Equipment storage

Discussion in 'Beginners Wine Making Forum' started by TikiWine, Feb 12, 2019 at 5:17 PM.

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  1. Feb 12, 2019 at 5:17 PM #1

    TikiWine

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    What is the best way to store the equipment when not in use? Ie the buckets and carboys?
     
  2. Feb 12, 2019 at 6:31 PM #2

    cmason1957

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    Ask 20 winemakers that question, get 21 opinions. I run water through hoses, clean any obvious dirt, then hang. Carboys, I wash throughly, use a drill carboy brush. Add a small amount of kmeta solution, then put a solid bung in. Generally mine aren't stored for long.
     
  3. Feb 12, 2019 at 7:04 PM #3

    TikiWine

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    What is kmeta?
     
  4. Feb 12, 2019 at 7:13 PM #4

    4score

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    Potassium Metabisulfite or SO2
     
  5. Feb 12, 2019 at 7:15 PM #5

    TikiWine

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    Yup... Ok thanks
     
  6. Feb 12, 2019 at 7:44 PM #6

    jayhkr

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    Hoses, spoons, siphons, strainer bags, etc... get stored in a 5 gallon bucket after they are cleaned and sanitized. I also spray a few squirts of K-meta in the bucket and seal the lid up. For my additives, thermometer, hydrometer, measuring spoons, I have a small 6"x12" Tupperware holder that sits on my workbench. Carboys are rinsed, k-meta, and sealed till next use.
     
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  7. Feb 12, 2019 at 8:02 PM #7

    Scooter68

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    Regardless of how you store them, a careful check and re-wash or sanitizing rinse is a good move. I've sanitized carboys, stored them for 4-6 months with a paper towel tied over the end and still occasionally found a spot of mold or debris inside. I'd thought the stars and liquid would evaporate an leave the carboys in a clean state - but sanitizers can lose their effectiveness before they dry provide moisture for mold.

    So clean and store but be prepared to repeat the whole process of left more than a week.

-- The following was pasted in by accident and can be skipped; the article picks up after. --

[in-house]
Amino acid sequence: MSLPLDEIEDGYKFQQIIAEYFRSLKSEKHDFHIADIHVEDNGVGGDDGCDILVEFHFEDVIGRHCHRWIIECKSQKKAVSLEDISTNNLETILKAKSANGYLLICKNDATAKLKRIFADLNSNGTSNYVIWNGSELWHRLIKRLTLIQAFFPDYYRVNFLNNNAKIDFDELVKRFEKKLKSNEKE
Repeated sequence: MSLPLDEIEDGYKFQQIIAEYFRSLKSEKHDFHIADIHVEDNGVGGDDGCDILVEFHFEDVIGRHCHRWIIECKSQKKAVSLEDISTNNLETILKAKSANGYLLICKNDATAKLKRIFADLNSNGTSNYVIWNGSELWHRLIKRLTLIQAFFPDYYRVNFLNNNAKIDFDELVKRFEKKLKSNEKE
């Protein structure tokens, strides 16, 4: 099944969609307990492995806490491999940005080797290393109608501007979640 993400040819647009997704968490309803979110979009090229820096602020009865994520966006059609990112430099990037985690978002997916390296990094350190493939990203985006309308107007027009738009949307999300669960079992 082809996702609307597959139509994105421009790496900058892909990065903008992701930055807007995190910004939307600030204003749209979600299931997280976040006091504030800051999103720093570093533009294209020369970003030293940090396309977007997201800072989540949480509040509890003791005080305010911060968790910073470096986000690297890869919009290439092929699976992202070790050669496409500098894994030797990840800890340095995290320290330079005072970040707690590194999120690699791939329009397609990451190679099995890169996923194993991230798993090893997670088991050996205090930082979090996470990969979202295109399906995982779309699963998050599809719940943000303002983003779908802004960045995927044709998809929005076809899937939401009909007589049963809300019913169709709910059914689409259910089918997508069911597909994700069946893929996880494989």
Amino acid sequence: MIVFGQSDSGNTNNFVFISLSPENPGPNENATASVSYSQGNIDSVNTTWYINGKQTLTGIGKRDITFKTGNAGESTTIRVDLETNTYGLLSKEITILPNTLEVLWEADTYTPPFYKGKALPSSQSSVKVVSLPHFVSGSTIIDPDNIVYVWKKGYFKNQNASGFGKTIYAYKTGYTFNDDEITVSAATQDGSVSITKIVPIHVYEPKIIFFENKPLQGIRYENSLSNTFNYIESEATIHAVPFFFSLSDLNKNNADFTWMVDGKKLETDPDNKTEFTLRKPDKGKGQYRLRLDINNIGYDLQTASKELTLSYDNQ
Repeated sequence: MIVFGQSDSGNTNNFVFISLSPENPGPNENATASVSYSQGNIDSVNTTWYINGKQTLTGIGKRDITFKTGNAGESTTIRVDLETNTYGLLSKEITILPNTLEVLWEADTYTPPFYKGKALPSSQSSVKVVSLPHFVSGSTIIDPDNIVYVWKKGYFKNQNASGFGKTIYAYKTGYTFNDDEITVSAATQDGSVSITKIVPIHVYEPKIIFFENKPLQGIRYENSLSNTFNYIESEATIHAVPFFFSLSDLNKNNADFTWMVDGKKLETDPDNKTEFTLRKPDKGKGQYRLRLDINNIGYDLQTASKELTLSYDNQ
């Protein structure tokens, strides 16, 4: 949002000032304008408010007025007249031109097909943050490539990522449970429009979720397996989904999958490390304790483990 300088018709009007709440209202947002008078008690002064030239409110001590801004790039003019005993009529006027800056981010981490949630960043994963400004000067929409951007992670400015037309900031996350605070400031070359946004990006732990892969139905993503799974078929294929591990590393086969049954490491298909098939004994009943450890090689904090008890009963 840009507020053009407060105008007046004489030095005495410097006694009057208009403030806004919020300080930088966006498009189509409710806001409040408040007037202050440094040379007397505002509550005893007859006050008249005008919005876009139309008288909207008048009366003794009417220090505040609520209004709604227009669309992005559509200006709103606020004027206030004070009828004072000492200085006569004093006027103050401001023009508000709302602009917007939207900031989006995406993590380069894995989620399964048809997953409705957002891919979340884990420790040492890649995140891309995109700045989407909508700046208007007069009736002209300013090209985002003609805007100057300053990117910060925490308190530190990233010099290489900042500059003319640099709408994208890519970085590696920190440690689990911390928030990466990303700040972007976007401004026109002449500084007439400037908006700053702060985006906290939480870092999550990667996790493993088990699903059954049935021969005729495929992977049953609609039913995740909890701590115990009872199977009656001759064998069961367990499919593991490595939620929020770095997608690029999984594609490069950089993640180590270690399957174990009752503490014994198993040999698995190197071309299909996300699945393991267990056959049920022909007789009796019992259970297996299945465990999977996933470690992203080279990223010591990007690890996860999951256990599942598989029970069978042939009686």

I've even gone to refresh an airlock that was a just little low only to find fruit flies hiding under the translucent cap. In those cases the flies were dead but...
     
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  8. Feb 13, 2019 at 2:22 PM #8

    danno

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    Very True. I just rinse out the residue from my carboys before storing and do the sanitizing only when I'm ready to put them back into use.
     
  9. Feb 13, 2019 at 4:01 PM #9

    Scooter68

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    My suggestion is to CLEAN, and sanitize before I storing. Don't skip the cleaning and don't overdo sanitizing.
     
  10. Feb 14, 2019 at 2:27 PM #10

    NorCal

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    I rinse thoroughly with water and then dump out any residual water out of the carboy each time I walk buy it. It takes a few hours/times before nothing comes out. I hang my hoses so that the low point is the end points. You don’t want to leave a coiled up hose with water in it.
     
  11. Feb 14, 2019 at 3:19 PM #11

    Rice_Guy

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    Good process for cleaning, , , , I drain everything inverted, when dry carboys have a paper towel rubber banded over the mouth so I don’t have to rewash when used again and risk of mold is reduced.
     
  12. Feb 14, 2019 at 9:06 PM #12

    FermentoSapiens

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    I always wash everything very good at once after use and dry it out with paper towel thoroughly. Hoses is hanged up after cleaning. Before use again next time, I just rinse everything with warm water and apply Star San, let it sit for a while and rinse with cold clean water.
     
  13. Feb 15, 2019 at 2:56 PM #13

    bstnh1

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    I wash everything right after use with One Step or Easy Clean and rinse thoroughly with tap water. Dry or let it dry and put it away without sanitizing. I sanitize before next use. Carboys are stored with saran wrap over opening; hoses are hung to dry; smaller equipment is stored in large covered plastic storage box. Bottle rack and floor corker are stored with plastic bags over them.
     
  14. Feb 16, 2019 at 4:21 PM #14

    Walt

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    As a last step, consider inverting carboys for several hours before sealing with saran wrap. The goal is for the inside to become completely dry.
     
  15. Feb 16, 2019 at 4:59 PM #15

    bstnh1

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    I let them thoroughly dry for 2 or 3 days before sealing them up. I find that drying them on their side actually gets them dry faster than if left inverted. Before I set them down to dry, I put a small microfiber towel inside and bounce it around to pick up most of the water droplets, etc. It really speeds things up.
     

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